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Im Going To Work In The Offshore Sector.........No, Your Not.

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  • Im Going To Work In The Offshore Sector.........No, Your Not.

    I have been listening to many of my classmates (mainly cruiseship types) recently discussing how there is "big money" to be made in the offshore sector once qualified. They are all convinced that they are superior to all the other cadets since they ponse around in white uniforms and (in their minds anyway) the offshore companies are going to want to employ them all. All the people discussing this have simply been trawling around the internet for jobs and think this is the way forward - as you can expect none these people have any offshore experience at all.

    This is mainly written for the aspiring cadets out there who are actually in some sort of position to decide whether they want to work in the offshore sector. Certainly the offshore sector does pay better, however as always, there are some good reasons for this.

    The offshore sector is a completely different ball game to cruise ships:

    - Offshore vessels are far smaller than most cruise ships and work in some of the most hostile conditions imaginable. The vessel will often be completely battered for days on end and you will somehow have to sleep through this and still work a 12 hour shift each day.
    - People don't wear uniforms on offshore vessels as they have far more serious things to do with their time. You will be freezing cold, working at night in a force 8 storm - and if you complain will probably be moved on quite fast.
    - Offshore vessels require ALL the officers to have ship handling skills far beyond what is required on large cruise ships with 20 plus "officers" aboard. You (not the Captain) are often required to maintain control the vessel in very close vicinity to offshore structures.
    - Working on offshore vessels (especially AHTS) is dangerous and bad decisions by the officers will almost certainly in somebody being killed.
    - You need REAL DP (Not phoney Cruise Ship DP) experience to be given a job on almost all offshore vessels. Most companies won't even look at you without this. Cruise ship types simply dont have this.
    - Most companies have 5/5 rotation since even the oil majors accept that working beyong this timeframe is dangerous due to the very heavy work load.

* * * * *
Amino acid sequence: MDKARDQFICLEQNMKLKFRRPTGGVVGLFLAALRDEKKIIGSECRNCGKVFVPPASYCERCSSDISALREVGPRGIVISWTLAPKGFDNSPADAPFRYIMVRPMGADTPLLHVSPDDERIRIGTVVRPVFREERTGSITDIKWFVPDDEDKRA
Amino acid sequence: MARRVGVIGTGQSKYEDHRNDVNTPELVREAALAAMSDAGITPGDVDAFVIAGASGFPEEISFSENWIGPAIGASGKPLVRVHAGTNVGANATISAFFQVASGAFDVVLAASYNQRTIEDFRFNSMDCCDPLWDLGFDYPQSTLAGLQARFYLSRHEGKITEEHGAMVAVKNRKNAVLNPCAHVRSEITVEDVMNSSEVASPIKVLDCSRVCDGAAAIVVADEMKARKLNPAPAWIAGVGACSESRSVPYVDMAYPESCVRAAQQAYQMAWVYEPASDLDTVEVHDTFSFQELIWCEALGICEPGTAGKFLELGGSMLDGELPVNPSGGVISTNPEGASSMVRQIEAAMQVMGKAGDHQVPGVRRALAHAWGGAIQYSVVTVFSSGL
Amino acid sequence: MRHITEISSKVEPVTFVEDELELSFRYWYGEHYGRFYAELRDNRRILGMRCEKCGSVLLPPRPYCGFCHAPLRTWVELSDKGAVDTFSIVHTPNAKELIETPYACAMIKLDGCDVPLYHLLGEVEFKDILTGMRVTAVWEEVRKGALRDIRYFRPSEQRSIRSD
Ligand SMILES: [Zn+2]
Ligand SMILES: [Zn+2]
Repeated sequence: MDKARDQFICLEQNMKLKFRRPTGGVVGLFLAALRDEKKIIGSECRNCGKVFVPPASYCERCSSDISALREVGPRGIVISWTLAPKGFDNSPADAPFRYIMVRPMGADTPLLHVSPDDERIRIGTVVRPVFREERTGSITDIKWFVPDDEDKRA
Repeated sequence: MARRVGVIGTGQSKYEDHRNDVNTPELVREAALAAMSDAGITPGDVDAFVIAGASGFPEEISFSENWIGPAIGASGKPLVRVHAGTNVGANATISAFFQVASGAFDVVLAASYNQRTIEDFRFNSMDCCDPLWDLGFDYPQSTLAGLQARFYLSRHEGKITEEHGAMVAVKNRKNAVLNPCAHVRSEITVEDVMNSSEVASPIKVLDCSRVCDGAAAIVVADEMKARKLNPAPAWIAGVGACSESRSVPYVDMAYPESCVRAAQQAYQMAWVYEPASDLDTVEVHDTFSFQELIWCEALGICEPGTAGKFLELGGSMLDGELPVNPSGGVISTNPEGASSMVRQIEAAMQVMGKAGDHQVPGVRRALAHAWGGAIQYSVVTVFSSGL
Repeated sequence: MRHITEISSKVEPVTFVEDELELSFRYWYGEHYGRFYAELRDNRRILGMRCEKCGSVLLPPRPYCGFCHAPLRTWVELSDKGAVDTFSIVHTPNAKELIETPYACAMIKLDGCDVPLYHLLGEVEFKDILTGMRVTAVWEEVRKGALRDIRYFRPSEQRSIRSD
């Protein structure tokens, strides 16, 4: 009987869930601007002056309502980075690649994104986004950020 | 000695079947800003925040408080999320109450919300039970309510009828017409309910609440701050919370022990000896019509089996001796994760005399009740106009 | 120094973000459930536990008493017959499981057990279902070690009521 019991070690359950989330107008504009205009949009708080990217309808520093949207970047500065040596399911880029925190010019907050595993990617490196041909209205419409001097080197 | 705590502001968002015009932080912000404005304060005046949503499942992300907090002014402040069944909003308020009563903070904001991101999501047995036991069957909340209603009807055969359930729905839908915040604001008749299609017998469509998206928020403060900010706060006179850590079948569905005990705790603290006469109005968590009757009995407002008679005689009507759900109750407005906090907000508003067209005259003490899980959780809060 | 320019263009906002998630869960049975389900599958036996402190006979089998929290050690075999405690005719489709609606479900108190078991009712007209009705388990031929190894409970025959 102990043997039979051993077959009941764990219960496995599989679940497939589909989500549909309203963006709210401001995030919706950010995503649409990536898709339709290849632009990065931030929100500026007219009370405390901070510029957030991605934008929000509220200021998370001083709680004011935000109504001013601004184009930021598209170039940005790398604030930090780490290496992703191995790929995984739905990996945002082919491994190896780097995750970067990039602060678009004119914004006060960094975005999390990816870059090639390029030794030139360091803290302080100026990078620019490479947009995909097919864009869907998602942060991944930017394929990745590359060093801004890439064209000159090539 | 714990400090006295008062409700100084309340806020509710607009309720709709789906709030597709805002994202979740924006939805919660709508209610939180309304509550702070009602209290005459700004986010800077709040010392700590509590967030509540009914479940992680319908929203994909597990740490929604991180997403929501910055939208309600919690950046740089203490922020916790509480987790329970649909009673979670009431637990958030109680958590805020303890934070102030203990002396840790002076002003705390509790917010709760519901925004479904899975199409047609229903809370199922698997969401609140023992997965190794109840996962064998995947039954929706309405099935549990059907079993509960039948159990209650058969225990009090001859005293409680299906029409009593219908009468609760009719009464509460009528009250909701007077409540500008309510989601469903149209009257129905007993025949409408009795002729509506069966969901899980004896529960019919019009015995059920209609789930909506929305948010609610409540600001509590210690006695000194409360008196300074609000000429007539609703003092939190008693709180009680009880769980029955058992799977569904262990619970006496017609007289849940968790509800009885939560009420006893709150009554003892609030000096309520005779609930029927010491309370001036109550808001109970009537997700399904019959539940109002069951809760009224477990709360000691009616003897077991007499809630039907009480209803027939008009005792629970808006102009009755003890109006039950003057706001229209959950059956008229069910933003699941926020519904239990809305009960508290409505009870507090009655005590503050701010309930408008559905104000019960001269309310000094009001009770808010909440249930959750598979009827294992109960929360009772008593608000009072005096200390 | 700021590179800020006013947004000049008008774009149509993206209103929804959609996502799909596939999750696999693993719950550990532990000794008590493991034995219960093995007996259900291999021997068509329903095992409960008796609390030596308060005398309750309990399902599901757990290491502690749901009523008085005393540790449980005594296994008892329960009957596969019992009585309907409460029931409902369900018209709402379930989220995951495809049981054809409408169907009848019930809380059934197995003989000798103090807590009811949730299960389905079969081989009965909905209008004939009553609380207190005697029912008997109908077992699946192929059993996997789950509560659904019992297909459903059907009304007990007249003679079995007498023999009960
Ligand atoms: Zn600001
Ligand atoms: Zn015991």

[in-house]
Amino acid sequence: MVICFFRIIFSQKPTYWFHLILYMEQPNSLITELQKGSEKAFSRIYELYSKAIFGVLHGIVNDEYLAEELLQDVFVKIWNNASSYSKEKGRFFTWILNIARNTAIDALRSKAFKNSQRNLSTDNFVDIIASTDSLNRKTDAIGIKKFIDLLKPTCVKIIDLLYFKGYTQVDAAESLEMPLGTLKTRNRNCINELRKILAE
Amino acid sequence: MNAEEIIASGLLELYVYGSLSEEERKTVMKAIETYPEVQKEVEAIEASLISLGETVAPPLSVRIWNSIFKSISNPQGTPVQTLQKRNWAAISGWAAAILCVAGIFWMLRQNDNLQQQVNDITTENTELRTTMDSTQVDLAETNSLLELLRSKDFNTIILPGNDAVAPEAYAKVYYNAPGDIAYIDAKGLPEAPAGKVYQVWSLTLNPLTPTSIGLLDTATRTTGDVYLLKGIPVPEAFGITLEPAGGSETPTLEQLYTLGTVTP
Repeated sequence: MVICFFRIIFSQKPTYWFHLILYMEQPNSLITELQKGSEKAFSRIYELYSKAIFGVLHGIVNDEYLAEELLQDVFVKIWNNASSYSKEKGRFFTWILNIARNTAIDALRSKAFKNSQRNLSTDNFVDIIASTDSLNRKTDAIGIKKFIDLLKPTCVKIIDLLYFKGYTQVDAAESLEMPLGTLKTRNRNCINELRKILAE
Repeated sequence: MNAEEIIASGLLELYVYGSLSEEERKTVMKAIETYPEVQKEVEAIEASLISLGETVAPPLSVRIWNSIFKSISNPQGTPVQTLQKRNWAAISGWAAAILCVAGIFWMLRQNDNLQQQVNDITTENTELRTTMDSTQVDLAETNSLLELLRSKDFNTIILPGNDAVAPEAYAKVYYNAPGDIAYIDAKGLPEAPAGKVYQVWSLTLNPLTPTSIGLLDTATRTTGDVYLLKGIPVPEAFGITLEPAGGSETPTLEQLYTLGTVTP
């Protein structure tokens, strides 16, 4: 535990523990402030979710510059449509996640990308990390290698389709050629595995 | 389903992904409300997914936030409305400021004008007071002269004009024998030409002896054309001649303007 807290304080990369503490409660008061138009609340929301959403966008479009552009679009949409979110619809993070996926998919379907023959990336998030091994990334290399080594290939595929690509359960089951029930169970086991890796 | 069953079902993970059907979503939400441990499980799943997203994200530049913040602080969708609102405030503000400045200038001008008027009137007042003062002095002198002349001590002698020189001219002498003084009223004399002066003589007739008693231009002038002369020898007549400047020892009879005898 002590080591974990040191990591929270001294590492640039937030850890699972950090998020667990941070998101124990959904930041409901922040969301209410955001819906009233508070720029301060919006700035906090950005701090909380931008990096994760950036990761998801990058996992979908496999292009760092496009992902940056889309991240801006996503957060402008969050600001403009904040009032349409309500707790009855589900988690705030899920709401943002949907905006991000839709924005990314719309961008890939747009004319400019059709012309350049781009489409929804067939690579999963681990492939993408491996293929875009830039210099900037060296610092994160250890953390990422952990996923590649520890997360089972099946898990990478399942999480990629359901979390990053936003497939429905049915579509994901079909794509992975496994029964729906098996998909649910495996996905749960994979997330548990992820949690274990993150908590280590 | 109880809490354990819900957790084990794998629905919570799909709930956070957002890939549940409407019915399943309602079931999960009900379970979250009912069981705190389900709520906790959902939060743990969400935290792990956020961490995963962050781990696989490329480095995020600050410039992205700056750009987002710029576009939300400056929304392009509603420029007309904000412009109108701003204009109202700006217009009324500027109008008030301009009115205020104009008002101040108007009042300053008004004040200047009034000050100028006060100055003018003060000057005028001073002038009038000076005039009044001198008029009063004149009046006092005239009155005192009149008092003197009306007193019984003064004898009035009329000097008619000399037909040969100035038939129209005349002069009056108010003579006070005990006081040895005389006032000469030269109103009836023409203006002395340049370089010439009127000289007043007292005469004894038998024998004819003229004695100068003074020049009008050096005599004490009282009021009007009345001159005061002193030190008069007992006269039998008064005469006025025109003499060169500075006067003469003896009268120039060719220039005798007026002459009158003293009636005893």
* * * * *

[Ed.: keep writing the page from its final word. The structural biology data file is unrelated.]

I hope that all the aspiring cadets take note of this. The offshore sector looks appealing due to the higher rates of pay, but the conditions are a world apart from those on a cruise ship. You have to be of a certain type to work offshore and unfortunately cruise ship types rarely fit the mould. Even in my relatively short time offshore I have seen people bail out because they can't hack it.

    If there are aspiring cadets out there who are attracted to the offshore sector - take a cadetship with a company who have offshore vessel and are willing to send their cadets on them. It is very difficult to move from cruise ships to the offshore sector later on. If you don't like the sound the above don't join an offshore company since you will have to live through 12 months of virtual hell to first obtain your COC after which you can move on.

  • #2
    good to know
    Former TH cadet with experience of cruise ships, buoy tenders, research ships and oil tankers

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    • #3
      Before anyone asks, no this was not written by me!

      However I must admit, I do agree with about 90% of whats here.
      I love deadlines. I like the whooshing sound they make as they fly by.....

      All posts here represent my own opinion and not that of my employer.

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      • #4
        Do you reckon that working in the offshore sector limits your employability in future years to other types of vessel in the same way?

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        • #5
          My first job after i qualified was on a PSV vessel (my cadetship was on 200m Ro-Ro vessels). I had a months trial, first week was nice calm weather and i loved it. Then the second week was force 9-11 all week and i hated it. I was feeling sick all the time and I had no confidence in myself while turning the ship around while the ship was rolling 30+degrees either side. I guess i 'manned' up and told the captain i wasn't happy and that i wanted to leave the vessel as i felt i made a mistake in snatching at the chance of the job. He was glad i stood up for myself and i was off the vessel two days later.

          Fair to say that i won't be going back to PSV in the North Sea anytime soon.
          my only wish is that i die real.

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          • #6
            It is quite an intense job, and we never hide from the weather...so it can get rather bumpy! I think that offshore experience can only help in terms of employability as it demonstrates that you can REALLY handle a ship and not get panicked easily. As its already been said, turning about in heavy wx can be a little scary and the crew are certainly not backward in coming forward if you disturb their sleep!!